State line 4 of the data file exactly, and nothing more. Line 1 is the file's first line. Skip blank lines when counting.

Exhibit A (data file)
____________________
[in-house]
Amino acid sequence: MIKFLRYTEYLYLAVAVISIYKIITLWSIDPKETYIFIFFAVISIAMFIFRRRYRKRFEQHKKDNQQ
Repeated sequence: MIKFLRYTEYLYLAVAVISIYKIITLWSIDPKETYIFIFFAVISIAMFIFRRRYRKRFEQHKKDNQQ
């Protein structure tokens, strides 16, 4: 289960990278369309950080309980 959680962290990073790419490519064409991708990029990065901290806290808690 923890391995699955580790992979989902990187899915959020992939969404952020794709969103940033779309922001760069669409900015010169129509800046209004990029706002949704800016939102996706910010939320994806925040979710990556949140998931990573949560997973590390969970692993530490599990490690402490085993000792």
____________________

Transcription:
């Protein structure tokens, strides 16, 4: 289960990278369309950080309980 959680962290990073790419490519064409991708990029990065901290806290808690 923890391995699955580790992979989902990187899915959020992939969404952020794709969103940033779309922001760069669409900015010169129509800046209004990029706002949704800016939102996706910010939320994806925040979710990556949140998931990573949560997973590390969970692993530490599990490690402490085993000792």